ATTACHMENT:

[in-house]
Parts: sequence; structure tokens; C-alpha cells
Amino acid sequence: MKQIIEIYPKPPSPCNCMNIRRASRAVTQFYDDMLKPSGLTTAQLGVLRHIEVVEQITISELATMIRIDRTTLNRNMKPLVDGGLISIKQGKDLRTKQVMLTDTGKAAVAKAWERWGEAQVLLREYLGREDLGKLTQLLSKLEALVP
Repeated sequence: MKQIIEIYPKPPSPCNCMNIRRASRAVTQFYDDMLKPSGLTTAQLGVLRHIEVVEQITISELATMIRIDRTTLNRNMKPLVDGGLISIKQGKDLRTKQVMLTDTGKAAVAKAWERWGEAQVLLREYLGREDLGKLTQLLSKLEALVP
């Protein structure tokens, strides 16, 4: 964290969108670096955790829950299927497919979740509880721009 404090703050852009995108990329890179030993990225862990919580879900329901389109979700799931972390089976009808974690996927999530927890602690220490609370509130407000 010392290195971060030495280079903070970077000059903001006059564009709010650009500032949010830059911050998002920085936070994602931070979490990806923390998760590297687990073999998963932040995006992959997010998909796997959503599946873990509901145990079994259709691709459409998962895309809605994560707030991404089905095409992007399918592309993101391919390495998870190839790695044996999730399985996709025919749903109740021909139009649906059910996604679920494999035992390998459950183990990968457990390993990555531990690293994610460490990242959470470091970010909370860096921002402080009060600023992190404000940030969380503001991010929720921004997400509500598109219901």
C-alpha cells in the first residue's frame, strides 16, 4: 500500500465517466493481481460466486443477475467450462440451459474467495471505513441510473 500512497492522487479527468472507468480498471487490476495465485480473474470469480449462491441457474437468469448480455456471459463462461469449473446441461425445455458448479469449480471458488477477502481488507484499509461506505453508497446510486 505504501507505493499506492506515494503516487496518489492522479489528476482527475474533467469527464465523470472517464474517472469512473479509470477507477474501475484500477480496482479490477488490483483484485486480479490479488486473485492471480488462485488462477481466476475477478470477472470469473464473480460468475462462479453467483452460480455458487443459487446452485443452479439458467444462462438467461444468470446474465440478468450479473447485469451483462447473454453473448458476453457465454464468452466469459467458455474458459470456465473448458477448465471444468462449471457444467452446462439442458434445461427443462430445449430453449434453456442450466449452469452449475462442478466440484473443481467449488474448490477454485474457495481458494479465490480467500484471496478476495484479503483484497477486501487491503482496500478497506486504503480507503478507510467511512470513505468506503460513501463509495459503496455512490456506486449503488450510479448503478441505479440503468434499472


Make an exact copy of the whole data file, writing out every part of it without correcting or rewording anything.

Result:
[in-house]
Parts: sequence; structure tokens; C-alpha cells
Amino acid sequence: MKQIIEIYPKPPSPCNCMNIRRASRAVTQFYDDMLKPSGLTTAQLGVLRHIEVVEQITISELATMIRIDRTTLNRNMKPLVDGGLISIKQGKDLRTKQVMLTDTGKAAVAKAWERWGEAQVLLREYLGREDLGKLTQLLSKLEALVP
Repeated sequence: MKQIIEIYPKPPSPCNCMNIRRASRAVTQFYDDMLKPSGLTTAQLGVLRHIEVVEQITISELATMIRIDRTTLNRNMKPLVDGGLISIKQGKDLRTKQVMLTDTGKAAVAKAWERWGEAQVLLREYLGREDLGKLTQLLSKLEALVP
């Protein structure tokens, strides 16, 4: 964290969108670096955790829950299927497919979740509880721009 404090703050852009995108990329890179030993990225862990919580879900329901389109979700799931972390089976009808974690996927999530927890602690220490609370509130407000 010392290195971060030495280079903070970077000059903001006059564009709010650009500032949010830059911050998002920085936070994602931070979490990806923390998760590297687990073999998963932040995006992959997010998909796997959503599946873990509901145990079994259709691709459409998962895309809605994560707030991404089905095409992007399918592309993101391919390495998870190839790695044996999730399985996709025919749903109740021909139009649906059910996604679920494999035992390998459950183990990968457990390993990555531990690293994610460490990242959470470091970010909370860096921002402080009060600023992190404000940030969380503001991010929720921004997400509500598109219901």
C-alpha cells in the first residue's frame, strides 16, 4: 500500500465517466493481481460466486443477475467450462440451459474467495471505513441510473 500512497492522487479527468472507468480498471487490476495465485480473474470469480449462491441457474437468469448480455456471459463462461469449473446441461425445455458448479469449480471458488477477502481488507484499509461506505453508497446510486 505504501507505493499506492506515494503516487496518489492522479489528476482527475474533467469527464465523470472517464474517472469512473479509470477507477474501475484500477480496482479490477488490483483484485486480479490479488486473485492471480488462485488462477481466476475477478470477472470469473464473480460468475462462479453467483452460480455458487443459487446452485443452479439458467444462462438467461444468470446474465440478468450479473447485469451483462447473454453473448458476453457465454464468452466469459467458455474458459470456465473448458477448465471444468462449471457444467452446462439442458434445461427443462430445449430453449434453456442450466449452469452449475462442478466440484473443481467449488474448490477454485474457495481458494479465490480467500484471496478476495484479503483484497477486501487491503482496500478497506486504503480507503478507510467511512470513505468506503460513501463509495459503496455512490456506486449503488450510479448503478441505479440503468434499472